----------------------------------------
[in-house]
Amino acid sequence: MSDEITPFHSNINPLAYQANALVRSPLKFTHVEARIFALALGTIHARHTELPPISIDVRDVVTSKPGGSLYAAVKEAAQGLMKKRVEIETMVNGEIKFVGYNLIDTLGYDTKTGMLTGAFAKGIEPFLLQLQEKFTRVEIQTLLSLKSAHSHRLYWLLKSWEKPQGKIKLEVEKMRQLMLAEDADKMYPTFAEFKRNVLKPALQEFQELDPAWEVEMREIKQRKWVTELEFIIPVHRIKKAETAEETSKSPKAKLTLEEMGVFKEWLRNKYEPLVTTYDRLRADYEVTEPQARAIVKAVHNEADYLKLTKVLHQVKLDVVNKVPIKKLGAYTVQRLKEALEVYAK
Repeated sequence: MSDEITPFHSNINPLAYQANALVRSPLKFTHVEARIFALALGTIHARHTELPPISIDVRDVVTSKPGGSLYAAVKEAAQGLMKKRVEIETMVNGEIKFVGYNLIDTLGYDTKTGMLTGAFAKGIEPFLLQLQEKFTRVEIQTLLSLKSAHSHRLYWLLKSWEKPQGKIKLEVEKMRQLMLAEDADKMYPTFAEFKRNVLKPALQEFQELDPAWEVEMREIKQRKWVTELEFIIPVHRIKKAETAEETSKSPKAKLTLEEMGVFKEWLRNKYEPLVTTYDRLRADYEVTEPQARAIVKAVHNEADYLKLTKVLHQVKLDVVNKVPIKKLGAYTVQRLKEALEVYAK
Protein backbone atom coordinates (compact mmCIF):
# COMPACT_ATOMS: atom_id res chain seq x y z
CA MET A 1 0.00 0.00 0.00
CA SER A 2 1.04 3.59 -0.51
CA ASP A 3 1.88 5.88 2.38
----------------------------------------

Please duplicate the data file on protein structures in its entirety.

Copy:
[in-house]
Amino acid sequence: MSDEITPFHSNINPLAYQANALVRSPLKFTHVEARIFALALGTIHARHTELPPISIDVRDVVTSKPGGSLYAAVKEAAQGLMKKRVEIETMVNGEIKFVGYNLIDTLGYDTKTGMLTGAFAKGIEPFLLQLQEKFTRVEIQTLLSLKSAHSHRLYWLLKSWEKPQGKIKLEVEKMRQLMLAEDADKMYPTFAEFKRNVLKPALQEFQELDPAWEVEMREIKQRKWVTELEFIIPVHRIKKAETAEETSKSPKAKLTLEEMGVFKEWLRNKYEPLVTTYDRLRADYEVTEPQARAIVKAVHNEADYLKLTKVLHQVKLDVVNKVPIKKLGAYTVQRLKEALEVYAK
Repeated sequence: MSDEITPFHSNINPLAYQANALVRSPLKFTHVEARIFALALGTIHARHTELPPISIDVRDVVTSKPGGSLYAAVKEAAQGLMKKRVEIETMVNGEIKFVGYNLIDTLGYDTKTGMLTGAFAKGIEPFLLQLQEKFTRVEIQTLLSLKSAHSHRLYWLLKSWEKPQGKIKLEVEKMRQLMLAEDADKMYPTFAEFKRNVLKPALQEFQELDPAWEVEMREIKQRKWVTELEFIIPVHRIKKAETAEETSKSPKAKLTLEEMGVFKEWLRNKYEPLVTTYDRLRADYEVTEPQARAIVKAVHNEADYLKLTKVLHQVKLDVVNKVPIKKLGAYTVQRLKEALEVYAK
Protein backbone atom coordinates (compact mmCIF):
# COMPACT_ATOMS: atom_id res chain seq x y z
CA MET A 1 0.00 0.00 0.00
CA SER A 2 1.04 3.59 -0.51
CA ASP A 3 1.88 5.88 2.38